Mexico Heightens Immigration Enforcement

By Jason Peña on July 8, 2019

Recently, Mexico deported 81 migrants back to Haiti. Several reports of a physical altercation had taken place between Mexican federal police and Haitian migrants in Tapachula, Chiapas, Mexico.

The Mexico City news publication El Sol de Mexico reported that 116 Haitian migrants were slated for deportation to their home country. The bloc of migrants and law enforcement left the migratory facility Siglo XXI, located in the municipality of Huixtla, by aircraft and stopped at Tapachula International Airport. During the aircraft change, numerous Haitians engaged in what was characterized as a 'riot' and 'mutiny' against law enforcement agents conducting the deportation operation. El Imparcial reported that the skirmish occurred after various Haitians attempted to flee the Boeing 727 airplane before departing to Port-au-Prince.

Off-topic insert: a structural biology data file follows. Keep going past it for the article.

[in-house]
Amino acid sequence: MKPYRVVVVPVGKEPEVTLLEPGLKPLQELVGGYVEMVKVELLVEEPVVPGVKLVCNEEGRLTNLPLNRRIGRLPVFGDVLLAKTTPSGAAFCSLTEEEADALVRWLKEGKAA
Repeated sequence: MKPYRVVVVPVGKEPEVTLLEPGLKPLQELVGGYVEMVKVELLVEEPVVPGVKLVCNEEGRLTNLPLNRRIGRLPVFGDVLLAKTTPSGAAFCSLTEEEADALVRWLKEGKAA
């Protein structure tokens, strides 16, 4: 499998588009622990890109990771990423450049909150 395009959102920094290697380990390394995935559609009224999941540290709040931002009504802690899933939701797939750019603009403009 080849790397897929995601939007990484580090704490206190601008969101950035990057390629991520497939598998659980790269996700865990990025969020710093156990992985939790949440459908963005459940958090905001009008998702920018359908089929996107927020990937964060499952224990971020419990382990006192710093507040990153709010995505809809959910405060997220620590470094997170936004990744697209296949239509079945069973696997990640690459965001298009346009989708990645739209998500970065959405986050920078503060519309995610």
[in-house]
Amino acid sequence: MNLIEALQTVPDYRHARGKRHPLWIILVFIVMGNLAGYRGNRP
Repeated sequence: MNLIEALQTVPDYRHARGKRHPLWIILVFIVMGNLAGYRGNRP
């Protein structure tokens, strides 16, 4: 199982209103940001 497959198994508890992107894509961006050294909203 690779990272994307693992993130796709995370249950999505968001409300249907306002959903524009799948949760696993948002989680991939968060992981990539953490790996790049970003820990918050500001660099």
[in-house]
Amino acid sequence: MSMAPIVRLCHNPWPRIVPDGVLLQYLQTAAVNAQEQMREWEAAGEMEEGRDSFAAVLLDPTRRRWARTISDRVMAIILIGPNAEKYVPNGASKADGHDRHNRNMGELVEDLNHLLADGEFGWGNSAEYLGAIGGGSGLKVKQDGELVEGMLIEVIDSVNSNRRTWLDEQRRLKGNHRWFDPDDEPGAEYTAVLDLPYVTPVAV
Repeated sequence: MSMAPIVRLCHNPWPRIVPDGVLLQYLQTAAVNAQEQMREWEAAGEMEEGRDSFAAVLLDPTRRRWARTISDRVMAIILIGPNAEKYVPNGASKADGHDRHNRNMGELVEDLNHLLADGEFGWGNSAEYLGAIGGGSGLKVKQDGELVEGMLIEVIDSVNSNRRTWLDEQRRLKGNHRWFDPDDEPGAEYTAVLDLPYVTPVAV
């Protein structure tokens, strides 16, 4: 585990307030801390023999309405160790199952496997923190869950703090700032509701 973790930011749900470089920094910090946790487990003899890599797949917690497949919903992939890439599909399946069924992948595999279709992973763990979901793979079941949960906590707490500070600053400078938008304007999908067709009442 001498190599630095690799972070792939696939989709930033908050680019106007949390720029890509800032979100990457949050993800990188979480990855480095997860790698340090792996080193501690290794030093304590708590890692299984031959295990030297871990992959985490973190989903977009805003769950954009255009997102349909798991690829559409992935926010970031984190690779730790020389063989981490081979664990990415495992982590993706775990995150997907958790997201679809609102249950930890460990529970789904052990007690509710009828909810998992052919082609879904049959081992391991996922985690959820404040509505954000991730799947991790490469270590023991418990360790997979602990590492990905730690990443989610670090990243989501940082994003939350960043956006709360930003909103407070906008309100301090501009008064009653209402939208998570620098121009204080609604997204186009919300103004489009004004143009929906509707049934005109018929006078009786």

The brawl took over four hours to control and resulted in more than 30 Haitian migrants and 10 Mexican police officers being treated for injuries. Those 30 migrants will be transferred to Mexican detention. 81 Haitians were eventually deported back to their homeland. El Nuevo Herald reported, "technical and security considerations of the captain of the aircraft" as the reason for the delay. Mexico's National Institute of Migration released a public statement noting the preservation of human rights of the migrants and the coordination with the Haitian government in the deportation operation. 

Lately, the governments of the United States and Mexico have demonstrated cooperation in clamping down on illegal immigration heading north toward the United States. Recent discussions over trade and commerce have spurred the cooperation, including Mexican military forces at the border and better enforcement in the interior of Mexico.